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Slumping Papa John’s to replace its CMO

Chief Marketing Officer Brandon Rhoten is leaving the company, which is looking for a way to reverse worsening sales.

Papa John’s International is replacing its chief marketing officer, as the Louisville, Ky.-based pizza delivery chain looks for a way out of its worst sales slump in well over a decade.

Speaking on the company’s first quarter earnings call on Tuesday, CEO Steve Ritchie said that CMO Brandon Rhoten is leaving the company at the end of the month. The departure follows a first quarter in which Papa John’s same-store sales declined by 5.3%—the second-straight decline after more than 14 years of consistent same-store sales increases.

“As we continue our journey to revitalize the brand, we are making the change in the chief marketing officer role,” Ritchie said. He said Rhoten helped the company “understand our challenges” and develop a strategic plan.

Yet Ritchie believes the company needs to make changes more quickly, saying that it would find a new marketing leader “that has the necessary skills to execute our strategy with urgency and agility.”

“Given my conversations over these past 100 days, and as a franchise owner myself, I know that this company has a lot of upside ahead,” Ritchie said. “But we need to be faster in improving how we communicate and connect with consumers to improve results.”

Ritchie said he will lead the marketing department while the company searches for Rhoten’s replacement. “I am committed to ensuring that we have a team who can deliver on the promises we make,” he said.

Papa John’s finds itself in a difficult position. The company’s sales started to slow down last year, which frustrated its founder and former CEO John Schnatter—who blamed lower NFL television ratings for weakening sales.

He then blasted the NFL for not effectively dealing with protests by some players during the national anthem, effectively blaming those protests for the weak ratings. The comments put the chain at the center of one of the most divisive controversies in the country.

Schnatter, whose picture adorns the Papa John’s logo and has appeared in the chain’s ads for years, stepped down as CEO in December. In February, the chain ended its relationship with the NFL, which rival Pizza Hut gladly picked up.

Papa John’s same-store sales declined 3.9% in the fourth quarter last year and then 5.3% in the first three months of this year. Meanwhile, rival Domino’s same-store sales rose 8.3% in the first quarter, while Pizza Hut’s same-store sales rose 4%.

Ritchie said that the company is “looking at ourselves in the mirror and knowing what our challenges are.”

Company executives indicated that the sales challenges are in part due to a value perception. But he also said that the chain has a “temporary issue … on the brand reputational side.”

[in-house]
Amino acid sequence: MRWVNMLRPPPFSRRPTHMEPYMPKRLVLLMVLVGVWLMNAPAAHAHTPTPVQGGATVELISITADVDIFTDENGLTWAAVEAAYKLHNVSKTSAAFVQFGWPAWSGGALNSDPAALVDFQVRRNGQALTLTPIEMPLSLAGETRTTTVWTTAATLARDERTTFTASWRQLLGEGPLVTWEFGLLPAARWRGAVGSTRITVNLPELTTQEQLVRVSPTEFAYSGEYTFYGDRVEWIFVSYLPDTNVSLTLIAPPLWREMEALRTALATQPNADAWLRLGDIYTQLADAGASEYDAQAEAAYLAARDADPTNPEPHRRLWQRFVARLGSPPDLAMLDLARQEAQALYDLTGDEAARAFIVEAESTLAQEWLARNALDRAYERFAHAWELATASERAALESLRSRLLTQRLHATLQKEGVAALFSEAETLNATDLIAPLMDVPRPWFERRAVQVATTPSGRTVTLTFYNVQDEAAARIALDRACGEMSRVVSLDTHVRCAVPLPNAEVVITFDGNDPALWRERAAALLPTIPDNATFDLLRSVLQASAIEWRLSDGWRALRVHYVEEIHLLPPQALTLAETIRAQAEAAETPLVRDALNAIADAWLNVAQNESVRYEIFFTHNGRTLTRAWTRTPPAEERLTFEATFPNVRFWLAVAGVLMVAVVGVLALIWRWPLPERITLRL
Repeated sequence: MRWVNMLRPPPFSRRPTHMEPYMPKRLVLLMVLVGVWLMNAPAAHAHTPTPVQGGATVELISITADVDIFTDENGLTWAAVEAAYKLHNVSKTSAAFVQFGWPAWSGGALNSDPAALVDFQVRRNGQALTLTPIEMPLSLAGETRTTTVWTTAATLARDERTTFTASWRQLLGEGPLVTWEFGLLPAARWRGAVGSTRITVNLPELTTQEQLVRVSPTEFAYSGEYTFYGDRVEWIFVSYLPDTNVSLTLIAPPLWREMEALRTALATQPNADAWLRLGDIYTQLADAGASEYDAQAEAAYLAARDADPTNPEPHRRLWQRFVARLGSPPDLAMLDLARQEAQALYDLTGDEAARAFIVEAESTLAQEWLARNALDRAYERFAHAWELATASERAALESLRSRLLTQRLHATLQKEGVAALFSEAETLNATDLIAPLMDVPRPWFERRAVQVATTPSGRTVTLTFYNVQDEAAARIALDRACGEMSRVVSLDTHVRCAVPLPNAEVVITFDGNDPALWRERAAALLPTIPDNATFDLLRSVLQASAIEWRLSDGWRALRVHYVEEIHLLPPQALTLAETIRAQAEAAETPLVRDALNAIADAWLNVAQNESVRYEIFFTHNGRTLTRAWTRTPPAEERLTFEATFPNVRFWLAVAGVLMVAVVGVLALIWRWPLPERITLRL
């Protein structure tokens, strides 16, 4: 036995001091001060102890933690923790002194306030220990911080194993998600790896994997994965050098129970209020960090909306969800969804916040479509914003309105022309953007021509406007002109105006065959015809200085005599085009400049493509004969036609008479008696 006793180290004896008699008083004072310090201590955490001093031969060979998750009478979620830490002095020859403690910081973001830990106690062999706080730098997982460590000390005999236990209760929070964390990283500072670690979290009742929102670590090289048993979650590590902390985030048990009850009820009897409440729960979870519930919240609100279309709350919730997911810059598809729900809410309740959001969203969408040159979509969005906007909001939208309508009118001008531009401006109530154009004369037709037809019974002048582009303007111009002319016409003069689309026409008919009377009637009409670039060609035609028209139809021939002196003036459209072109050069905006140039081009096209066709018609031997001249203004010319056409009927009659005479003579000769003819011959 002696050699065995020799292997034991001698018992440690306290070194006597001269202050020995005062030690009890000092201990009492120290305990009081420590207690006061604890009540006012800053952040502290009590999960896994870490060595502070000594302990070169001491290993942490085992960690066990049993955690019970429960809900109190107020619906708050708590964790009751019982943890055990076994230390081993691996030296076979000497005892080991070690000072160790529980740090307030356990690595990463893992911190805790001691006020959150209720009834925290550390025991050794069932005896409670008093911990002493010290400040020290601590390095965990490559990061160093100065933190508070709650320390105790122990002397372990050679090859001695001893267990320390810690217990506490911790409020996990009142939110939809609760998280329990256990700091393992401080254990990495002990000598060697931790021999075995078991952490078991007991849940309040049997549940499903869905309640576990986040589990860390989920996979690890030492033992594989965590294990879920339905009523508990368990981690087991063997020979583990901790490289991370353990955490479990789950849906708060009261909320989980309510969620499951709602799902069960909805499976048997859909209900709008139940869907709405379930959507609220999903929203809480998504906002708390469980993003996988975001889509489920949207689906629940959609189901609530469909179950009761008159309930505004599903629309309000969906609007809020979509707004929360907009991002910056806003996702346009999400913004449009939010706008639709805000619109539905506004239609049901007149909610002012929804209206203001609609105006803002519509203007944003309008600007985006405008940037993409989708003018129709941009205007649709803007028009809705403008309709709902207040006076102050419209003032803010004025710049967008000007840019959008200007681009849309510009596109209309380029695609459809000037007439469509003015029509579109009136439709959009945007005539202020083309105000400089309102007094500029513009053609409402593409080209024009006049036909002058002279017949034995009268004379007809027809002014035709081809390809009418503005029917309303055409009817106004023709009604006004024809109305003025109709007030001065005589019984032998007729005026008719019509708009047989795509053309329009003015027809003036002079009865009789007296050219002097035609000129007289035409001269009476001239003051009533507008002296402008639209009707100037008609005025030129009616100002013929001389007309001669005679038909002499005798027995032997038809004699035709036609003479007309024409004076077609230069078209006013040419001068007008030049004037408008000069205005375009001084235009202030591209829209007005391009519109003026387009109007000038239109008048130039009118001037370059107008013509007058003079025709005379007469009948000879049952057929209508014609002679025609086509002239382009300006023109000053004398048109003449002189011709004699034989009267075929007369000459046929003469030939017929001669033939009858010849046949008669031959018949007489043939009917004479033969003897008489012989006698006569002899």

With the sales challenges, Papa John’s increased its royalty waivers for franchisees, especially in certain markets.

“When you’ve got a couple of quarters of sales declines, we’ve got to keep our franchisees healthy,” Ritchie said. “We know the success and sustainability of our overall brand is really going to be tied to the success of our franchisees, so we have increased some of those waivers.”

The chain is also looking to expand its menu beyond simply pizza. That could include sandwiches, but it could also include other items.

“We’re going to look at new products,” Ritchie said. “We have to look at diversification and variety within our menu, in addition to many other things.”

He said that the availability of third-party delivery means Papa John’s has competitors outside the pizza industry. “We do not want to have the veto vote go against Papa John’s,” Ritchie said. “We’ve got to make sure we have the appropriate offerings for our customers.”

To fix its value perception, the company plans to test certain offers to see what works to bring customers back. For instance, Papa John’s recently started offering a $12.99 Papa’s Meal Deal, with a one-topping pizza, side and 2-liter drink.

Papa John’s also wants to use technology to generate more sales. As it is, more than 60% of the chain’s orders come through digital channels, numbers similar to the more-ballyhooed Domino’s.

The company is starting tests of an expansion to its Papa Rewards loyalty program. And the chain is working to improve unit economics, with Chief Digital Officer Mike Nettles working on in-restaurant technology and Chief Ingredient Officer Sean Muldoon working to remove costs from the operation.

The company is using savings from tax reform to “invest more in our teams” while using stock grants to provide employees with a long-term incentive to drive improvement.

“Many of the investments we are making and their associated benefits will not come until the latter part of the year,” Ritchie said, noting that same-store sales and profit margins should “improve over time.”

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